Tax season can be a stressful time of year, but it also means your refund is on the way.

For many people, tax refunds are best put toward essential expenses, like paying off everyday bills, reducing debt, or building an emergency fund. However, if you're in good shape financially and can afford to spend your refund elsewhere, investing it could be a smart move.

The average tax refund in 2021 came out to $2,827, according to the IRS. If you were to invest that money, it's possible to grow that refund to roughly $50,000 or more over time. Here's how.

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Choosing the right investments

The key to achieving long-term growth in the stock market is to choose the right investments. While there are countless options to choose from, there's one, in particular, that could be a great fit for many investors: an S&P 500 ETF.

This type of investment tracks the S&P 500 index itself. It includes the same stocks as the index (roughly 500 stocks from the largest U.S.-based companies) and aims to mirror its performance.

An S&P 500 ETF is one of the safer types of investments because it has a long track record of growth over time. The index itself has experienced dozens of downturns over the years, yet it's managed to recover from all of them. If the market takes a turn for the worse, there's a very good chance an S&P 500 ETF will bounce back eventually.

Despite its relative safety, the S&P 500 ETF also packs a punch when it comes to returns. Historically, the index has earned an average rate of return of around 10% per year. While your portfolio will experience ups and downs in the short term, those annual returns should average out to around 10% over time.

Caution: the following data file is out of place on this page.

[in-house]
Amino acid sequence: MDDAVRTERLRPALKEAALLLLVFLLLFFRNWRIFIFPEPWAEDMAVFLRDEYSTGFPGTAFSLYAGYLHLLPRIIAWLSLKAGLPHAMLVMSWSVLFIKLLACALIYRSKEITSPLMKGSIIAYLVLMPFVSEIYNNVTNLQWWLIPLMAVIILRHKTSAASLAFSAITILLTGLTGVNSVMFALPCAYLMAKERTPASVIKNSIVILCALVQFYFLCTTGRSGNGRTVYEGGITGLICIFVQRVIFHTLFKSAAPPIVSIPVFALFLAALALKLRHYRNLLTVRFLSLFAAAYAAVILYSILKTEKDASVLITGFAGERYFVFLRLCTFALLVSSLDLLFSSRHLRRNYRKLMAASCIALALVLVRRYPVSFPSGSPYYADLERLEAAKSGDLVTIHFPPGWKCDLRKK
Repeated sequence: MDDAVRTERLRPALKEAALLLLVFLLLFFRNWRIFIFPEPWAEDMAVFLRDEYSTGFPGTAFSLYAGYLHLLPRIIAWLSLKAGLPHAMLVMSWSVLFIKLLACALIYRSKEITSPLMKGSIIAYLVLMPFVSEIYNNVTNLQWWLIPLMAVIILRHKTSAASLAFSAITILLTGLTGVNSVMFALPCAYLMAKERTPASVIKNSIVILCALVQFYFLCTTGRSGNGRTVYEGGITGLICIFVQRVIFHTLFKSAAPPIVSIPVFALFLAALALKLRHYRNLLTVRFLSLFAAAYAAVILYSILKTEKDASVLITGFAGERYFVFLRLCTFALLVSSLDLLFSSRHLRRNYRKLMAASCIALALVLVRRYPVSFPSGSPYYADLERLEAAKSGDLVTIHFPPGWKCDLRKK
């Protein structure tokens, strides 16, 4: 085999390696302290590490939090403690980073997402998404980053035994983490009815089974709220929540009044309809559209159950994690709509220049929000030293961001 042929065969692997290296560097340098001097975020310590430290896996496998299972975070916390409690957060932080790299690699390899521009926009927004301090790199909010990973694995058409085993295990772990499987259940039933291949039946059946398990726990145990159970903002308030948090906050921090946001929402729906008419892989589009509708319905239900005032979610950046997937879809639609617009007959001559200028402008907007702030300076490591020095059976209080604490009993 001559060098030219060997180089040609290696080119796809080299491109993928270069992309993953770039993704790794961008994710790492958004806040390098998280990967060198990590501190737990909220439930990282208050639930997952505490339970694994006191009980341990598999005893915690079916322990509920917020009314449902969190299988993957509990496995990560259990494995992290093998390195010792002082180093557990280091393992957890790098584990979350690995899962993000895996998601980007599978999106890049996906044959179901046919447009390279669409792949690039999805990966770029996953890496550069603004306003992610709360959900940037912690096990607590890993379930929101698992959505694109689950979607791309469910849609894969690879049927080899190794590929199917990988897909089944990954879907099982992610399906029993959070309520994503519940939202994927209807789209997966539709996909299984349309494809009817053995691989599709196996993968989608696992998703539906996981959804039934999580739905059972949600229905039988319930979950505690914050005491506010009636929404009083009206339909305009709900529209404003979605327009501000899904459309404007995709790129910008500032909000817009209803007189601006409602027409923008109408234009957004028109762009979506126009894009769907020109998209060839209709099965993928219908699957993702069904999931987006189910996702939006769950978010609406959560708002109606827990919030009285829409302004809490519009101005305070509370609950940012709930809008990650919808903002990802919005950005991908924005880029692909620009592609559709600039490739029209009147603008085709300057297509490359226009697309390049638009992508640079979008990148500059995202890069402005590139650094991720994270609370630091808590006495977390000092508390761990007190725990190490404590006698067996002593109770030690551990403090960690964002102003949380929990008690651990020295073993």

Maximizing your money

If you were to invest your tax refund in an S&P 500 ETF and then leave your money alone, you could earn a substantial amount over time. Say, for example, you received the average refund of $2,827. If you invest that now and are earning a 10% average annual return, that money would grow into around $50,000 within 30 years.

Keep in mind that these calculations assume you're not making any additional contributions. If you were to continue investing even a little each month, you could earn significantly more.

For instance, say that in addition to investing $2,827 right now, you also contribute $100 per month. All other factors remaining the same, you'd have around $247,000 after 30 years. If you were to invest $200 per month, you'd have roughly $444,000 in that same time period.

Investing in the stock market is a fantastic way to build wealth, and you don't need a lot of money to get started. By investing as much as you can afford and then giving your investments time to grow, you can earn more than you might think.